The transforming growth factor-beta (TGF- β) pathway has been implicated in proliferation, migration and invasion of various cancers. Endoglin is a TGF-β accessory receptor that modulates signalling. We identified Endoglin as an epigenetically silenced tumour-suppressor gene in lung cancer by means of a genome-wide screening approach, then sought to characterise its effect on lung cancer progression.
Methylation microarray and RNA sequencing were carried out on lung cancer cell lines. Epigenetic silencing of Endoglin was confirmed by methylation and expression analyses. An expression vector and a 20-gene expression panel were used to evaluate Endoglin function. Pyrosequencing was carried out on two independent cohorts comprising 112 and 202 NSCLC cases, respectively, and the impact of Endoglin methylation on overall survival (OS) was evaluated.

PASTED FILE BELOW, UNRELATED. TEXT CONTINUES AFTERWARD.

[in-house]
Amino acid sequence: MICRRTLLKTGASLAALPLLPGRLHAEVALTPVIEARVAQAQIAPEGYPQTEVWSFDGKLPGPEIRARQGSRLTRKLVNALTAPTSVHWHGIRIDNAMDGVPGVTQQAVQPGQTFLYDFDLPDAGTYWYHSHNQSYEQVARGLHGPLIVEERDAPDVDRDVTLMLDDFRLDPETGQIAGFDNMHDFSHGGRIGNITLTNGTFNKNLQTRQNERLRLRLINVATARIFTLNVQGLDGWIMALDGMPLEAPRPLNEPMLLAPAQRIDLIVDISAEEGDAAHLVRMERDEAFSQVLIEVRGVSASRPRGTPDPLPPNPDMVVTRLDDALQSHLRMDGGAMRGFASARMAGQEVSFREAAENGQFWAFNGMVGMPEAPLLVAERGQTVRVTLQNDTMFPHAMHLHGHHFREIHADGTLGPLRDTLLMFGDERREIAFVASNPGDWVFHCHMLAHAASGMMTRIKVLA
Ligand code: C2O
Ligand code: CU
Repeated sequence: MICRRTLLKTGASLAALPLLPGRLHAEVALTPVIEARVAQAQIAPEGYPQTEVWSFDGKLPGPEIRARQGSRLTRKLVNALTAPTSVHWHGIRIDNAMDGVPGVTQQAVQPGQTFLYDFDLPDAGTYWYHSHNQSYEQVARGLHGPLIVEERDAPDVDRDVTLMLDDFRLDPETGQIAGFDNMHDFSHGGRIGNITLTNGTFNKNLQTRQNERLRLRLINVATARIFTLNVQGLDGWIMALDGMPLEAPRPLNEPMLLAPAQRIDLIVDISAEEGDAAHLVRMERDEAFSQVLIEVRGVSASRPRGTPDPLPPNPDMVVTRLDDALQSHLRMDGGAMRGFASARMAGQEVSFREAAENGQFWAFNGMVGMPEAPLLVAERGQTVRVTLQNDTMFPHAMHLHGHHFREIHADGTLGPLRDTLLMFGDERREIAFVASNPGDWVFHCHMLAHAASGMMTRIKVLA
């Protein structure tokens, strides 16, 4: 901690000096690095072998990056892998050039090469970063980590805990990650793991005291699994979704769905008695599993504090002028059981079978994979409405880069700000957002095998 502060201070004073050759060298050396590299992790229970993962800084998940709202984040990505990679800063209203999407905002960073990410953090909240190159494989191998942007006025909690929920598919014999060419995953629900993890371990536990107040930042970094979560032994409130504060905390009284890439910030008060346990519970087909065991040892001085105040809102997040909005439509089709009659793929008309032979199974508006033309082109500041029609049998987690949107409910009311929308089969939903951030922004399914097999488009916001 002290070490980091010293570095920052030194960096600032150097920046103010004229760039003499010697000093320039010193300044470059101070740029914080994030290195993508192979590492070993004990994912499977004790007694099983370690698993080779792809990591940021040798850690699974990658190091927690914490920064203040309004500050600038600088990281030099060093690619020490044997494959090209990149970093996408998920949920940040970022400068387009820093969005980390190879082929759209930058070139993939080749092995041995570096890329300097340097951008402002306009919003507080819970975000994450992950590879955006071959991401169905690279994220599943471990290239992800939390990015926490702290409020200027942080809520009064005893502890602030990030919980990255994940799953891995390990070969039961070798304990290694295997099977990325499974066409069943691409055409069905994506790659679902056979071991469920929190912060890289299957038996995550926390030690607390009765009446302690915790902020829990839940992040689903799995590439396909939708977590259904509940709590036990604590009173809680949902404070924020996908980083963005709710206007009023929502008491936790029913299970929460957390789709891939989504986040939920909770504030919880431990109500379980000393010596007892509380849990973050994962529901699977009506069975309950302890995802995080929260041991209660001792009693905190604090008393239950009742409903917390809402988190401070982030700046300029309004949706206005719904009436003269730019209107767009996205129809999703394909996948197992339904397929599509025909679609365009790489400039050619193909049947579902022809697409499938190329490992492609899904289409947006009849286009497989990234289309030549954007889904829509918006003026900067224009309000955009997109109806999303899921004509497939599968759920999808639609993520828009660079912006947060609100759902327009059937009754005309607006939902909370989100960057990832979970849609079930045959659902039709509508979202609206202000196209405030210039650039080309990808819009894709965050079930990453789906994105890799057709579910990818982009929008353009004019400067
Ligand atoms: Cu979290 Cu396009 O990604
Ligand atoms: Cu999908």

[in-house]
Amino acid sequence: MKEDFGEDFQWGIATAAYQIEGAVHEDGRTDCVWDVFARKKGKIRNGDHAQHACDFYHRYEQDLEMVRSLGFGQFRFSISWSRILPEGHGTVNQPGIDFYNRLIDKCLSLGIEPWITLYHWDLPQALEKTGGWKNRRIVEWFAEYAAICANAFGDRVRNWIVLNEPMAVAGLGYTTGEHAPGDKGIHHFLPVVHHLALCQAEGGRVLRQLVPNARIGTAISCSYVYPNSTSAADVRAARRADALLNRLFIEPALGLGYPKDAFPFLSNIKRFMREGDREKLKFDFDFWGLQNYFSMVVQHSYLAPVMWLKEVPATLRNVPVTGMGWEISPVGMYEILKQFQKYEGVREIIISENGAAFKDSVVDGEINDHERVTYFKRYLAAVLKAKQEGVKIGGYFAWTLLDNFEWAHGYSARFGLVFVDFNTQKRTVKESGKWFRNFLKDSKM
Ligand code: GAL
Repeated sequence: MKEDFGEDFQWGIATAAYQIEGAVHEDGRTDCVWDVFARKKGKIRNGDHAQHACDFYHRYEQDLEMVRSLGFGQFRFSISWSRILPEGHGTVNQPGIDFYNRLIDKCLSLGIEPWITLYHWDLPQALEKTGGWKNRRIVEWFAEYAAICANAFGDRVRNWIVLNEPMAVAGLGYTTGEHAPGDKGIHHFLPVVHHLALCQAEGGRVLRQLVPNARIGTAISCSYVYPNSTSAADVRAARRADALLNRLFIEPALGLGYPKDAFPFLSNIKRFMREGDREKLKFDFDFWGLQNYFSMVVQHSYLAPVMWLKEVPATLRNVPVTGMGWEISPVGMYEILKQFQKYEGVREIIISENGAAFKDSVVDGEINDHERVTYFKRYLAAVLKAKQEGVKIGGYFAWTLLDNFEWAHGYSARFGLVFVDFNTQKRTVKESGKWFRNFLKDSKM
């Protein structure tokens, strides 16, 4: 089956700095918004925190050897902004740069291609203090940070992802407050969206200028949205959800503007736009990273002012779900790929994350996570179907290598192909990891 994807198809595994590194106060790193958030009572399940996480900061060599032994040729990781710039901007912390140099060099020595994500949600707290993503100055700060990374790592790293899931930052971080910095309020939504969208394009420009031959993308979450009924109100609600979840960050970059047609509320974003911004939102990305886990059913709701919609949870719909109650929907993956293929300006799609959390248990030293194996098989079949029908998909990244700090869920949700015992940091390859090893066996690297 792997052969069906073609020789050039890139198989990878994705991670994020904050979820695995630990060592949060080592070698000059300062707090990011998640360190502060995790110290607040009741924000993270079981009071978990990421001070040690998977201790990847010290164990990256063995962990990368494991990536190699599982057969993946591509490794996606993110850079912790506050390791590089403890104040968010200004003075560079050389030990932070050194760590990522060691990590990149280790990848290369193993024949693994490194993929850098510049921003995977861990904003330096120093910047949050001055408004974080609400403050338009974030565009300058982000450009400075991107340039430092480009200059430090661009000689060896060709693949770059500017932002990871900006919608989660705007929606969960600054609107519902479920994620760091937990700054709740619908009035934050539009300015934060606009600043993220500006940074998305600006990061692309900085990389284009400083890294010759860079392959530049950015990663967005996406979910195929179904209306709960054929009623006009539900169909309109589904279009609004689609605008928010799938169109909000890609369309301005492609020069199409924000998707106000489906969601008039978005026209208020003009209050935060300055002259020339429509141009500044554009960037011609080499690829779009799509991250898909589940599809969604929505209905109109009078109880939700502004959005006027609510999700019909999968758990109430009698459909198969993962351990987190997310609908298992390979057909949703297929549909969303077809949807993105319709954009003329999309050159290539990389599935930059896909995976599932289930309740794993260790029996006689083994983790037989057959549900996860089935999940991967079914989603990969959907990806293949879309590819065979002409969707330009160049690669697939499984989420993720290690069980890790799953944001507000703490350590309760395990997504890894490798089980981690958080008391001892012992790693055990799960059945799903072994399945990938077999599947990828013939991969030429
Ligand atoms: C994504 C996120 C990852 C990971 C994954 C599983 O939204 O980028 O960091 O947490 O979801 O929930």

Methylation in the promoter region resulted in silencing of Endoglin, which could be reactivated by demethylation. Increased invasion coupled with altered EMT marker expression was observed in cell lines with an epithelial-like, but not those with a mesenchymal-like, profile when Endoglin was absent. Methylation was associated with decreased OS in stage I but not in stages II-III disease.
We show that Endoglin is a common target of epigenetic silencing in lung cancer. We reveal a link between Endoglin silencing and EMT progression that might be associated with decreased survival in stage I disease.